The Alexander Hamilton Institute for the Study of Western Civilization (AHI) along with the Colgate University’s Center for Freedom and Western Civilization co-sponsored the Seventh Annual Carl B. Menges Colloquium April 3-5, 2014, at the Turning Stone Resort in Verona, NY. The colloquium was devoted to the theme “War and the West: Strategic Challenges Past, Present, and Future.” Dr. Michael D. Swaine, a Senior Associate at the Carnegie Endowment for International Peace and one of the most prominent American analysts in Chinese security studies was the keynote speaker at the event which was the most well attended colloquium to date.
Photos from the Sixth Annual Carl B. Menges Colloquium. Photos Copyright 2014 Tom Loughlin Jr, Utica, N.Y.
To view the text of all six session readings, please click here.
List of Participants
Michael D. Swaine, Senior Associate at the Carnegie Endowment for International Peace
In addition to keynote speaker Dr. Michael D. Swaine, the colloquium features a number of distinguished panelists and participants including:
Alfred Kelly, Edgar B. Graves Professor of History, Hamilton College
David Frisk, Theodore J. Eismeier Fellow, Alexander Hamilton Institute for the Study of Western Civilization
Lauren Hall, Assistant Professor of Political Science, Rochester Institute of Technology
Paul Gottfried Professor of Humanities and Raffensperger Chair Emeritus, Elizabethtown College
Mackubin Owens, Professor, National Security Affairs, U. S. Naval War College
Edward Barrett, Director of Strategy and Research Stockdale Center for Ethical Leadership, U.S. Naval Academy
Matthew Zeller, Adjunct Fellow, American Security Project
Eric Hannis, Senior Fellow in Defense Studies, American Foreign Policy Council
Chris Hill (discussion leader), Resident Fellow, Alexander Hamilton Institute for the Study of Western Civilization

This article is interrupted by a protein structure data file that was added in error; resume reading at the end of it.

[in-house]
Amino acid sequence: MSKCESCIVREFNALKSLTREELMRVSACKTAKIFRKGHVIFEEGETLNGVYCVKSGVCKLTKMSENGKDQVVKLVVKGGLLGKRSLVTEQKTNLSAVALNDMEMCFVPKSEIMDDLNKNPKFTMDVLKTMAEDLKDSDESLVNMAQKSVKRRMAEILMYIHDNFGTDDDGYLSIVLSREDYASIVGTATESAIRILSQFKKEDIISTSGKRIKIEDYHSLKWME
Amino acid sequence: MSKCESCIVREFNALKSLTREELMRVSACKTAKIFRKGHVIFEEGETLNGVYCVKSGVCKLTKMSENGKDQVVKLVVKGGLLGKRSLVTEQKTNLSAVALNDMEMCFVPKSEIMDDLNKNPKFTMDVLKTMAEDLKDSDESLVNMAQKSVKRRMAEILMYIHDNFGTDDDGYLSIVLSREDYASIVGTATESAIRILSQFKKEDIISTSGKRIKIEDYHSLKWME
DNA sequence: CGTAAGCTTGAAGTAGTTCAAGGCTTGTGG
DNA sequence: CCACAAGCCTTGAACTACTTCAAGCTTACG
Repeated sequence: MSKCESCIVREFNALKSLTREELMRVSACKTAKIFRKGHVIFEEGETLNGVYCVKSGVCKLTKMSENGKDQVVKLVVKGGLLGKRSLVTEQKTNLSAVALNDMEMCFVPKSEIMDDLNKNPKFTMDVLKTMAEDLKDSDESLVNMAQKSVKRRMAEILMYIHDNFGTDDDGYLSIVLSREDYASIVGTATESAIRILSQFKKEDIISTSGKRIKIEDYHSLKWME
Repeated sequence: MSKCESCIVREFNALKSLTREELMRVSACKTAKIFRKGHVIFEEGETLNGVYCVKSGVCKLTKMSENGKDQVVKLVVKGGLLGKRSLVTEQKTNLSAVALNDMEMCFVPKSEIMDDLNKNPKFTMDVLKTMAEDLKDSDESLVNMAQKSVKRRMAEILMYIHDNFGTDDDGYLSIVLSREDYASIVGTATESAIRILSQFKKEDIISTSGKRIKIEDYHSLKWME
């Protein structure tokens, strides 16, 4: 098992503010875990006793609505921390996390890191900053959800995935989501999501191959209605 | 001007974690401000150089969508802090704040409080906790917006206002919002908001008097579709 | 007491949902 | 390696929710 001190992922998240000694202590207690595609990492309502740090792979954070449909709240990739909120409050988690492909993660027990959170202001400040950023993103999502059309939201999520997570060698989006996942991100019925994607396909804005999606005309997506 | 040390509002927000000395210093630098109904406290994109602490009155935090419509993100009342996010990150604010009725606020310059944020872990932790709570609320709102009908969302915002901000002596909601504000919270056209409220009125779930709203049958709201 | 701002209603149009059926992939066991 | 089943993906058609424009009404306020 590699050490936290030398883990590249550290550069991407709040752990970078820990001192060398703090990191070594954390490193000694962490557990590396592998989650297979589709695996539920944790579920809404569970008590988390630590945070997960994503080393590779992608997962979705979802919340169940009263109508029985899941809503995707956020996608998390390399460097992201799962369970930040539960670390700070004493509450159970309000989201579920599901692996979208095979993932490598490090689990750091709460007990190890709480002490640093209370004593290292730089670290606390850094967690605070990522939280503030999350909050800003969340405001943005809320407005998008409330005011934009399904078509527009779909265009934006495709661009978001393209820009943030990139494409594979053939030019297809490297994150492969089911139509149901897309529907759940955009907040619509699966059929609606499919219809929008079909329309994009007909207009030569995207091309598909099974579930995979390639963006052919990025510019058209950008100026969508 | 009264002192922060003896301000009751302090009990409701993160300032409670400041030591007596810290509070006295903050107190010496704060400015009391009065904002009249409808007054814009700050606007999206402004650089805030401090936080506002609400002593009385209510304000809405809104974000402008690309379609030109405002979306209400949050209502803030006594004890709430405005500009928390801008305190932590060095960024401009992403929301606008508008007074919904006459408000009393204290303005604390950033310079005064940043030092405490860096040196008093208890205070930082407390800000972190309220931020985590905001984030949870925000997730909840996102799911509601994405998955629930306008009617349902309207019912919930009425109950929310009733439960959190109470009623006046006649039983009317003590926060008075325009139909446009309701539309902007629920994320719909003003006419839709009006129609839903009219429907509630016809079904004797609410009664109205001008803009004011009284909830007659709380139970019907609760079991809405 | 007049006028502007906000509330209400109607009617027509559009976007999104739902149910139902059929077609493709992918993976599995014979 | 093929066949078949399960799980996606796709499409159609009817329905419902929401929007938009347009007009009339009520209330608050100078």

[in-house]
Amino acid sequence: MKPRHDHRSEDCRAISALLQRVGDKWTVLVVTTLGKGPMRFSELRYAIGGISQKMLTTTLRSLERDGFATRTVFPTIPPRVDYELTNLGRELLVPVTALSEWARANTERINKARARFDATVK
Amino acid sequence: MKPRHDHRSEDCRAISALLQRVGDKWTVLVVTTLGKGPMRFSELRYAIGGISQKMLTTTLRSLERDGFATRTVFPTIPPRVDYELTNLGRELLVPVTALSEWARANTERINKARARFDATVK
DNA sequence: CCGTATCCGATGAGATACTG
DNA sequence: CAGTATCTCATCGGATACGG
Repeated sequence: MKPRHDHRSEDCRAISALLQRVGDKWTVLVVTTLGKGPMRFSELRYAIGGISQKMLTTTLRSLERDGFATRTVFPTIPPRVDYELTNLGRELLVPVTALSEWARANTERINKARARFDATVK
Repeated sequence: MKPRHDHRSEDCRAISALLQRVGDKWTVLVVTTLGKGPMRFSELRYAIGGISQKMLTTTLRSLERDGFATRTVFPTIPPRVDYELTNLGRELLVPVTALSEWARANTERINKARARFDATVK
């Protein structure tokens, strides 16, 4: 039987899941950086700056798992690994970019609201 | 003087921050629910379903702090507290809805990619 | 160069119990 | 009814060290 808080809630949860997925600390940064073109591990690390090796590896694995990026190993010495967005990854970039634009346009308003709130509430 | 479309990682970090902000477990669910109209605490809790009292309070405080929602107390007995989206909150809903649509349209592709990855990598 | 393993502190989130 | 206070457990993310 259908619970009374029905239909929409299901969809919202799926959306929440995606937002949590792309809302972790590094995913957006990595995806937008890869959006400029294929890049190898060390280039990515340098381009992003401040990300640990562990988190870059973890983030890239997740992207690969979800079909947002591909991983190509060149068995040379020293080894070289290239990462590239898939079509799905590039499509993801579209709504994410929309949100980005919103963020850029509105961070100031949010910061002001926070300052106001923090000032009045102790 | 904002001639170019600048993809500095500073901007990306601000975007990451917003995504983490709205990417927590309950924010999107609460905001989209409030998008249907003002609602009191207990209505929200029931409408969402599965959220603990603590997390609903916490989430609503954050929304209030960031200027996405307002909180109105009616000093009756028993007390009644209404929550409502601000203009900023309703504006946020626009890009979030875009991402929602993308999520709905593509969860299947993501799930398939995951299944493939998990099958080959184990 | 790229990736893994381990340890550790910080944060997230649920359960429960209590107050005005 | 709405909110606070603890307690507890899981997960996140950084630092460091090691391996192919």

Alex Crowther, Adjunct Research Professor, Strategic Studies Institute
Doug Macdonald, Associate Professor of Political Science, Colgate University
John Kelsay, Distinguished Research Professor, Florida State University
Miri Eisin, Security Studies, Haifa University
Joseph Capizzi, Associate Professor of Moral Theology, Catholic University
Reading List for Sessions 1-6:
Session 1: War Before Western Civilization
War Before Civilization: The Myth of the Peaceful Savage. Lawrence H. Keeley, Oxford University Press, New York, 1996.
“What Our Primate Relatives Say About War.” Dominic Johnson, Bradley Thayer, The National Interest, January 29, 2013
“The Elements of Augustine’s Just War Theory.” John Langan, The Journal of Religious Ethics, Vol 12, No.1 (Spring 1984).
Violence and Social Orders. Douglass C. North, John Joseph Wallis, Barry R. Weingast, Cambridge University Press, 2009.
Session 2: The West and the Near East – Past and Present
Just War and Jihad : Historical and Theoretical Perspectives on War and Peace in Western and Islamic Traditions. John Kelsay and James Turner Johnson, eds. New York: Greenwood Press, 1991.